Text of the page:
New blue­print takes aim at tax eva­sion

Gov’t sees rev­enues of 11.8 bil­lion eu­ros

Kathimerini English - - Business & Finance -

Fi­nance Min­is­ter Gior­gos Pa­pa­con­stanti­nou an­nounced a set of mea­sures yes­ter­day to com­bat tax eva­sion, ren­der the tax authorities more efficient and col­lect 11.8 bil­lion eu­ros by 2013, while promis­ing to pub­lish lists of tax evaders.

With tax eva­sion es­ti­mated at about 25 to 35 per­cent of Greece’s gross do­mes­tic prod­uct, as the fi­nance min­is­ter re­it­er­ated, con­tain­ing the phe­nom­e­non has al­ways been a tar­get for all gov­ern­ments, and quite an elu­sive one at that. The min­istry is aim­ing at 1.5 bil­lion eu­ros in ex­tra rev­enues this year, 4.4 bil­lion in 2012 and 5.9 bil­lion in 2013.

Speak­ing at a press con­fer­ence in Athens, Pa­pa­con­stanti­nou an­nounced a three-year plan that pro­vides for the open­ing of tax­pay­ers’ bank ac­counts, par­tic­u­larly those with de­posits abroad, and the mon­i­tor­ing of the ori­gin of the money de­posited. Al­ready, there are on­go­ing ne­go­ti­a­tions with Switzer­land for Greece to re­ceive a list of ma­jor de­posits by Greeks in Swiss banks.

The plan fur­ther dic­tates the new role of the fi­nan­cial po­lice, who will con­duct more tar­geted checks and re­fer to the Cit­i­zens’ Pro­tec­tion Min­istry, just like the main po­lice force. The court pro­cess­ing of cases will be ac­cel­er­ated to avoid the de­lays seen nowa­days. The new head of the tax col­lec­tion mech­a­nism is Ioan­nis Di­o­tis, the pros­e­cu­tor who rose to promi­nence dur­ing the Novem­ber 17 terrorism case.

Many tax of­fices will be merged, which the gov­ern­ment thinks will make the mech­a­nism more flex­i­ble, al­though this may mean even longer queues for tax­pay­ers. The plan is to have only one tax of­fice per pre­fec­ture.

The gov­ern­ment is hop­ing to reap 4 bil­lion eu­ros by 2013 by up­grad­ing mon­i­tor­ing mech­a­nisms such as the fi­nan­cial po­lice, and 5.2 bil­lion eu­ros from the im­prove­ment of debt col­lec­tion mech­a­nisms, such as abol­ish­ing all tax ex­emp­tions for tax dodgers. In ad­di­tion, they will be un­able to ben­e­fit from mea­sures such as the re­cent tax amnesty for the self-em­ployed.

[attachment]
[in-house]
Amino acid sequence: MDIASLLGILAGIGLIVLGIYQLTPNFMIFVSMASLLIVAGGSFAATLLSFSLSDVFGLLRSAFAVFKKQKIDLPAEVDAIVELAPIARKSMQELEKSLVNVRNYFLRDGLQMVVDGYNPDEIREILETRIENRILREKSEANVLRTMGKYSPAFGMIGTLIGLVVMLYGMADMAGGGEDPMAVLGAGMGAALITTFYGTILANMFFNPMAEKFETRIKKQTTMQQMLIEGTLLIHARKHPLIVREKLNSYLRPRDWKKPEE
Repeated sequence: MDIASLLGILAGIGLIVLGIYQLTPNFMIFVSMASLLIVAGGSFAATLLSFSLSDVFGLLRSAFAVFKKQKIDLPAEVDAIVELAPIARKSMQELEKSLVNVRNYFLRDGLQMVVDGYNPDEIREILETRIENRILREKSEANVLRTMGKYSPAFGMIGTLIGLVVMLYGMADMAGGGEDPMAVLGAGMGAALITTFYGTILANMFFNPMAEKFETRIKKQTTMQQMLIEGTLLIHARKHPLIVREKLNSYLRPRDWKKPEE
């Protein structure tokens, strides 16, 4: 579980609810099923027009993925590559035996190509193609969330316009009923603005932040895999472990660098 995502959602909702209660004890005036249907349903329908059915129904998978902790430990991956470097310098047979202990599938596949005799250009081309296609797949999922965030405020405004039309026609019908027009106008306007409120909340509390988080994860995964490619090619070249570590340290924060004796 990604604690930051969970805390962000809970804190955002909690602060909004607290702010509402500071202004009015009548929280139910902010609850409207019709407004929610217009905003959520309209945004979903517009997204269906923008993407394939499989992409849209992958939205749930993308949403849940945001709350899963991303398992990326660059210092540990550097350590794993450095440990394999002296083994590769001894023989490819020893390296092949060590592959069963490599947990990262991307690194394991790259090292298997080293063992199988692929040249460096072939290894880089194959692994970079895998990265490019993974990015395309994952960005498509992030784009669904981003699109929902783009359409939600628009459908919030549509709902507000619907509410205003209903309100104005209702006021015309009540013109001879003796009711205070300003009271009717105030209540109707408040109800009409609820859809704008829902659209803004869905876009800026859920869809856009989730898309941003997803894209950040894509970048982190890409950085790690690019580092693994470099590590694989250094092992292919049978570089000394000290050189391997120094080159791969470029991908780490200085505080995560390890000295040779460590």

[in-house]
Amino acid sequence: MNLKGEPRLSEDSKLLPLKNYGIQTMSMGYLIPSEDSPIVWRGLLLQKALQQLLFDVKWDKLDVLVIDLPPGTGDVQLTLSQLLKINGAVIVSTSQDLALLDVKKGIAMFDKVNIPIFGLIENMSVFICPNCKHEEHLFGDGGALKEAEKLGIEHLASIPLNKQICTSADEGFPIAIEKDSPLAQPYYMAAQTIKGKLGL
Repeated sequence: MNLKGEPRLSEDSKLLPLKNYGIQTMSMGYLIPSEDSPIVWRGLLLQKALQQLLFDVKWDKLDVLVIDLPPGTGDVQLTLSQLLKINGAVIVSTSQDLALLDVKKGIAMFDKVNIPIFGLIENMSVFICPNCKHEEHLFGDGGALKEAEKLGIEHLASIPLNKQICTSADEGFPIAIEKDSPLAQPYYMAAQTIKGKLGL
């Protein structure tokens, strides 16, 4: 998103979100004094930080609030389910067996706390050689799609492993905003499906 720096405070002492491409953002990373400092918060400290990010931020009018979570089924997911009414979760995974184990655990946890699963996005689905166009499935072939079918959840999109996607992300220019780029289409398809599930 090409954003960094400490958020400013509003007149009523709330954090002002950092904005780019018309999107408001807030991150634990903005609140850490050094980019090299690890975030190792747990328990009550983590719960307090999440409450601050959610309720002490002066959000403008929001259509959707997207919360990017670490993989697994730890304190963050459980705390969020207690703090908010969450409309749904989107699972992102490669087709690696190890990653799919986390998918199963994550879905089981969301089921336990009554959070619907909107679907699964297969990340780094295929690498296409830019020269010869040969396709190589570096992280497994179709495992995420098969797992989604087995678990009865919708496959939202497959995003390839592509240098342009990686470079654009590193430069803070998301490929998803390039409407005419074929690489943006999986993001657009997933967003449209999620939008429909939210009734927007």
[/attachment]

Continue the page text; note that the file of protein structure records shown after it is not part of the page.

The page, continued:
Pa­pa­con­stanti­nou also warned that his min­istry will pub­lish lists of tax­pay­ers with sig­nif­i­cant ar­rears to the tax authorities. “The Fi­nance Min­istry will pub­lish the names of those who have tax debts be­fore the three-month dead­line pro­vided by the law,” the min­is­ter stated.

The mea­sure con­cerns debts in ex­cess of 150,000 eu­ros which have been over­due for more than one year.

The min­is­ter fur­ther an­nounced that in about a month and a half, the “re­ceipts smart­card” will be ready for use, re­liev­ing tax­pay­ers of the obli­ga­tion to col­lect pa­per re­ceipts for their ex­pen­di­ture. The min­istry is plan­ning an on­line sys­tem con­nect­ing all re­tail out­lets via their cash reg­is­ters with the Gen­eral Sec­re­tariat for In­for­ma­tion Sys­tems.

The mar­ket’s first re­ac­tion to the mea­sures was quite neg­a­tive. The head of the Athens Cham­ber of Com­merce and In­dus­try, Con­stanti­nos Micha­los, branded the mea­sures “a utopia,” stress­ing that the state does not ful­fill its own obliga- tions. “Un­for­tu­nately the gov­ern­ment con­tin­ues to ig­nore re­al­ity and seems un­able to adapt to its own view and ac­tions,” his state­ment read. He added that “the gov­ern­ment is the one with the big­gest debt to the pri­vate sec­tor, and there­fore it can­not per­suade any­one about its good in­ten­tions or cre­ate an at­mos­phere of trust.” The new mea­sures only have a polic­ing char­ac­ter and thus can­not bear fruit, Micha­los ar­gued.

Fi­nance Min­is­ter Gior­gos Pa­pa­con­stanti­nou speaks at a press con­fer­ence in Athens yes­ter­day flanked by Re­gional De­vel­op­ment and Com­pet­i­tive­ness Min­is­ter Michalis Chryso­choidis (left) and Jus­tice Min­is­ter Haris Kas­tani­dis.

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